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This was one of the first of my astro-photos that I was happy with – about 3 years after I started – and it is still my favorite target. It was captured in late September of 2008, very late at night. The problem with Orion (for those of us living in the northern parts of Earth) is that it is never visible in the summer nights. In late summer it comes up in the east just before sunrise and by spring it sets in the west shortly after sunset. So it’s a great sight in the winter night sky and easy to find, since the Orion constellation is easily recognized from the 3 bright stars of Orion’s belt. But photographing it in the winter means waiting for a clear night with no moon, then working for hours in the cold. I am hoping to shoot the Orion Nebula again this winter, since my equipment has improved significantly since this image was captured.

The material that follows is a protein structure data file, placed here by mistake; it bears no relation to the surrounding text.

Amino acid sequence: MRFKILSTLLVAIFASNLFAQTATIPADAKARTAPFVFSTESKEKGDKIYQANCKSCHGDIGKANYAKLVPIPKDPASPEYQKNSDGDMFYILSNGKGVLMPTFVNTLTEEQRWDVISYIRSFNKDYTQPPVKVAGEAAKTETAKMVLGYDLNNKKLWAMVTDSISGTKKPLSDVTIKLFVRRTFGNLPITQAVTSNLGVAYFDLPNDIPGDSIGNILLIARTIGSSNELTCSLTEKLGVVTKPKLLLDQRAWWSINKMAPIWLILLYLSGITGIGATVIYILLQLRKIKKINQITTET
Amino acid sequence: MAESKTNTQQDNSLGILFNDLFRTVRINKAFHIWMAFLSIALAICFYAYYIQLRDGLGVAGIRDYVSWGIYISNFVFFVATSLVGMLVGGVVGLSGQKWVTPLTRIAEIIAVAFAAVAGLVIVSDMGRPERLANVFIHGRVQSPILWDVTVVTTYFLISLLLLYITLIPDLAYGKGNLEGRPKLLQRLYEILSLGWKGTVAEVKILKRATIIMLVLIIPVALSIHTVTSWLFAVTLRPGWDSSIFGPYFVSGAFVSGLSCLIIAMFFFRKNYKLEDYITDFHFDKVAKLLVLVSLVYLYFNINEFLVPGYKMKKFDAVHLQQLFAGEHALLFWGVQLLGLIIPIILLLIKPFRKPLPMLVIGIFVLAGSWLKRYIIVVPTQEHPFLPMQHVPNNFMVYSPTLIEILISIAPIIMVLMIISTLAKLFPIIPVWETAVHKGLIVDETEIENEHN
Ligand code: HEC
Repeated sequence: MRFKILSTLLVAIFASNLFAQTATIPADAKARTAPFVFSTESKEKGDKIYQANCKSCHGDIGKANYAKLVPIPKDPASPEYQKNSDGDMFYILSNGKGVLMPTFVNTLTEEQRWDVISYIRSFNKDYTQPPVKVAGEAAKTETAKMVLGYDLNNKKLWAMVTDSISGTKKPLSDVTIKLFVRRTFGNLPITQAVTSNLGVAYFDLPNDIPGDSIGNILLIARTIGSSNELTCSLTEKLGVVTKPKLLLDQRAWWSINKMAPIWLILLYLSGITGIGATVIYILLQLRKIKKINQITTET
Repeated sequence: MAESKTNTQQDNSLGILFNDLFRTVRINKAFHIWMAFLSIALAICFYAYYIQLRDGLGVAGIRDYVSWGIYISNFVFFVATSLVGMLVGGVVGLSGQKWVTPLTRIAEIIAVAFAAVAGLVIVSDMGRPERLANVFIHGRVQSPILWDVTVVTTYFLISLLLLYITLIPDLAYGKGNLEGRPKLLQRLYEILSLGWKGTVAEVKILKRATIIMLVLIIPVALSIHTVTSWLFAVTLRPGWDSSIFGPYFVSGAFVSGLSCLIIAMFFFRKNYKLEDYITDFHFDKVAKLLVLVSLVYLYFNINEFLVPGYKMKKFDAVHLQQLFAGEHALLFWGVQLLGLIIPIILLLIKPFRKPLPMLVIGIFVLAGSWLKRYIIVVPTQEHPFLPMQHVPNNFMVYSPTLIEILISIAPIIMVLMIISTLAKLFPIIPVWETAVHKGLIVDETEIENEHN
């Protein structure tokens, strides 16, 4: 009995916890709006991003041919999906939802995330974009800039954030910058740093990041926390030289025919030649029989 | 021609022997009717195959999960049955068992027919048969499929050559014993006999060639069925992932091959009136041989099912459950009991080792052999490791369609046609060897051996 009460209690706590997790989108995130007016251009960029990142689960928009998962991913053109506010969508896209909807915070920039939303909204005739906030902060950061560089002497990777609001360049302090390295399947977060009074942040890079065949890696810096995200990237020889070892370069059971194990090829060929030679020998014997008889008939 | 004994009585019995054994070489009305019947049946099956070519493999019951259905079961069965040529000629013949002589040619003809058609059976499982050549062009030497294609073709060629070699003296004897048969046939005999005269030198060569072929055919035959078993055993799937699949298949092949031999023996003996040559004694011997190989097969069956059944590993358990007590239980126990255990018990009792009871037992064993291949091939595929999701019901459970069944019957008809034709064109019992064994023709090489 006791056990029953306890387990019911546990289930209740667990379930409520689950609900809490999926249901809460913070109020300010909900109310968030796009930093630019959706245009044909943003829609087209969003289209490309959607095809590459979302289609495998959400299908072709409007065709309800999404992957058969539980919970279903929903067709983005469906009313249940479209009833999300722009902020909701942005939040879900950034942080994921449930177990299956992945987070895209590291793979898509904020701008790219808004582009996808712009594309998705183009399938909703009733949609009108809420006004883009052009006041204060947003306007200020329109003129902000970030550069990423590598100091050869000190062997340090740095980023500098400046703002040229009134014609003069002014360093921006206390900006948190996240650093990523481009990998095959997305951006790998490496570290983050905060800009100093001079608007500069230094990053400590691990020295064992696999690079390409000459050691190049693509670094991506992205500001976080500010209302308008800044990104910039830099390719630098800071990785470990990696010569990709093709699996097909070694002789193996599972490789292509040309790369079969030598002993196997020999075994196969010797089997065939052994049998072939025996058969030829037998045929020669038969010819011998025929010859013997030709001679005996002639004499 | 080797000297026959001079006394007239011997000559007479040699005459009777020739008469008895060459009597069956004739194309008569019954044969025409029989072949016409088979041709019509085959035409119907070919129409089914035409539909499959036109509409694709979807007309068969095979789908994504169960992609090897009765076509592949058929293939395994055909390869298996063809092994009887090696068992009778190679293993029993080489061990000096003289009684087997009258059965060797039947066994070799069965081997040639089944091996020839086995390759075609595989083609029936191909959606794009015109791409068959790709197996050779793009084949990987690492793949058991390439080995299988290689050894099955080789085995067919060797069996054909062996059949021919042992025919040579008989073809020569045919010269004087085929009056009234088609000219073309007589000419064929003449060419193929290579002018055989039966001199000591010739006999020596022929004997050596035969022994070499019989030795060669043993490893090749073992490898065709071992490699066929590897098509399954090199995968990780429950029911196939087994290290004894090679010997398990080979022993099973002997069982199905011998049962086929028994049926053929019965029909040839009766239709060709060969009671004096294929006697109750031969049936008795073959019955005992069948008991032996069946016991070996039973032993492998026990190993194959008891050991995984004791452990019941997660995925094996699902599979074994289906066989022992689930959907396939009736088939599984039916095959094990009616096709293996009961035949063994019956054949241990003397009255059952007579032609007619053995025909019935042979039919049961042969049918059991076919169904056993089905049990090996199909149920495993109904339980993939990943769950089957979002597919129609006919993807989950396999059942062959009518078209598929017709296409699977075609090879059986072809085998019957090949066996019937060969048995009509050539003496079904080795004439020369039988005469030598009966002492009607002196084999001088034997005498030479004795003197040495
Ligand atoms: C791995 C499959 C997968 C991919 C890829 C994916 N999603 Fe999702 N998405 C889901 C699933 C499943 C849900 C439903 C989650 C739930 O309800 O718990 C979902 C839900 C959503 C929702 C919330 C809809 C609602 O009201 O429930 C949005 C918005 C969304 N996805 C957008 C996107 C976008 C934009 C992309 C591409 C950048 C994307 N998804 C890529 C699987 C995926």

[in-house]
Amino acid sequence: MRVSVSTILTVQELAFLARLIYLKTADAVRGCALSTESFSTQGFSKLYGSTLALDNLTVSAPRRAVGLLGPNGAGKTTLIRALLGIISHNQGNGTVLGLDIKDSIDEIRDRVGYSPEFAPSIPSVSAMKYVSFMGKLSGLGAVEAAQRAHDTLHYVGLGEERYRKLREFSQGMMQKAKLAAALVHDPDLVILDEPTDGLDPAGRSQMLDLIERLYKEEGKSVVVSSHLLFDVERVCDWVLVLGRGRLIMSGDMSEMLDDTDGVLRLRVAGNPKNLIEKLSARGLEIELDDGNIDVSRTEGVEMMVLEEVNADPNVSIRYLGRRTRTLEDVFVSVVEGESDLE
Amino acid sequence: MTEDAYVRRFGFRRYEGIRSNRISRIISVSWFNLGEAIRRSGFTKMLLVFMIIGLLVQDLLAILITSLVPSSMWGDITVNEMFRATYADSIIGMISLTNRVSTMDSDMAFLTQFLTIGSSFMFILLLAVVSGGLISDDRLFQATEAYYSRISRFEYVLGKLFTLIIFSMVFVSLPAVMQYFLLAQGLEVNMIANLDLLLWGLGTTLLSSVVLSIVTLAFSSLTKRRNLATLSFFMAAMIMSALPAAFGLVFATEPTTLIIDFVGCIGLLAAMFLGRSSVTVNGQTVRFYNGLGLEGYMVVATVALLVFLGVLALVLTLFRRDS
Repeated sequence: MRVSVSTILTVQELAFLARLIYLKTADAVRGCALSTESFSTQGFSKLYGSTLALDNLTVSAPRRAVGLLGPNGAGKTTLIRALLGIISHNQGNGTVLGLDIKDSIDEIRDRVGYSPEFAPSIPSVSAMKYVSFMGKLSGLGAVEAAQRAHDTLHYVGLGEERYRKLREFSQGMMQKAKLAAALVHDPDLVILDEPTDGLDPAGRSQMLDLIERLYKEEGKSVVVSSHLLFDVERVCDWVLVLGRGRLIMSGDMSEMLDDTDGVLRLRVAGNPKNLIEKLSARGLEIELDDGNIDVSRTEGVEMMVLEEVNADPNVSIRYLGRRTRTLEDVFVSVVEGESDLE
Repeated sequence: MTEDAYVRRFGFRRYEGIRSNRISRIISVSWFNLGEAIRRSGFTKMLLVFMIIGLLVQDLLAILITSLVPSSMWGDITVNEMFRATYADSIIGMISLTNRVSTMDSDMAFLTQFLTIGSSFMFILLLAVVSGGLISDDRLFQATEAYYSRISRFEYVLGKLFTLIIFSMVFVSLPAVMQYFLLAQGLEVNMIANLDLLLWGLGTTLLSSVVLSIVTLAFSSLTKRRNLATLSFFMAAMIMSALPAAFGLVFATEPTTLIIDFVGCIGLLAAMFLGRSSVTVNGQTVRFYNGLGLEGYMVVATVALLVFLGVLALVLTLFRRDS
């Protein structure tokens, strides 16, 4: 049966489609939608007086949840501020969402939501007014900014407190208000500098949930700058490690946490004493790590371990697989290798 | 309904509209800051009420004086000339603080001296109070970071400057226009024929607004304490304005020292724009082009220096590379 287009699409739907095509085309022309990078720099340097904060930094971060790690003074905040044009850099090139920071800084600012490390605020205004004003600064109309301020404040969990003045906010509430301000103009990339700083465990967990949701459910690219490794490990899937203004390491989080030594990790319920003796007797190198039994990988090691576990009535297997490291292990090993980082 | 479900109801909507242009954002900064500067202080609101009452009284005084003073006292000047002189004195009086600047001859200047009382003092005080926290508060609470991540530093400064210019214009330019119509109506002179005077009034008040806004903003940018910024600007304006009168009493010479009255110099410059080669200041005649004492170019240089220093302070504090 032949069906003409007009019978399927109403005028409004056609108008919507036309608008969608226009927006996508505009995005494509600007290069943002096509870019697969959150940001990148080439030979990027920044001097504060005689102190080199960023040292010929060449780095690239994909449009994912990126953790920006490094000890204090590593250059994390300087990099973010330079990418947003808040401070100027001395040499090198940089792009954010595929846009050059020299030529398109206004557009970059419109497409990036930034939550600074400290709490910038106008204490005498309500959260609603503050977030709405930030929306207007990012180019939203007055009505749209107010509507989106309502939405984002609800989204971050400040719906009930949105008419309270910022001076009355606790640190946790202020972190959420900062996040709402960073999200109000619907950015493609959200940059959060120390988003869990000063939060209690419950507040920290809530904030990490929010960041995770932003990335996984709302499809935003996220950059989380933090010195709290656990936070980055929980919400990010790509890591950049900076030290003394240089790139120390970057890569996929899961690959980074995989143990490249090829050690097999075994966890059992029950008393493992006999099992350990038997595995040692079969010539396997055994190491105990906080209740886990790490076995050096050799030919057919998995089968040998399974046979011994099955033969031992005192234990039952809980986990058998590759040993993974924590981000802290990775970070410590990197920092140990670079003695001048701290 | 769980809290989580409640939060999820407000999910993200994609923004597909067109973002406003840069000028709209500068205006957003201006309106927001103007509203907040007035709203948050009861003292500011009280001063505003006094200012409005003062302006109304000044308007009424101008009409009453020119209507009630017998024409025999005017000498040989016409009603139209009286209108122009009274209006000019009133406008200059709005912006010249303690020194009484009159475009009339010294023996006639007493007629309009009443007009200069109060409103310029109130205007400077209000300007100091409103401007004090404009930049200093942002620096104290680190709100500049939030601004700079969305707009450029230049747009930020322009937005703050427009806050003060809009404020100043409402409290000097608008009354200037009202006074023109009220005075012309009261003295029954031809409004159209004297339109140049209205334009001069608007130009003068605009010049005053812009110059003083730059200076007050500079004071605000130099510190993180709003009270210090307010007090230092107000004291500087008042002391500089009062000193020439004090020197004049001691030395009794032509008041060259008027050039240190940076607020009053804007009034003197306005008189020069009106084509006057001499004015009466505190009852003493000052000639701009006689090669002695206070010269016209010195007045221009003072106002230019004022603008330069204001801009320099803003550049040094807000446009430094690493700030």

The nebula is part of Orion’s sword, a line of stars “hanging” from Orion’s belt. It is very bright and therefore easily visible to the naked eye. In fact, the huge range of brightness from the bright, young stars at the core to the faintest clouds around the edge is so great that it is nearly impossible to capture without using two or more exposure durations. In this case, the main image is formed from 2 minute sub-exposures while the core is from 15 second sub-exposures.
The Orion Nebula is about 1,340 light years from Earth and is the closest star-forming region. It is part of an enormous structure called the Orion Molecular Cloud Complex, which is roughly the size of the entire Orion constellation. That is, if you could see this structure in the night sky it would be about 20 degrees across, or about 40 times as wide as the Moon. I’m hoping to photograph this whole structure this winter.
Scope: William Optics Megrez 90 with Televue 0.8x FR/FF
Mount: Losmandy GM-8
Camera: Canon XT
Exposure: 28 x 120s, 21 x 15s (1 hr 1 min total)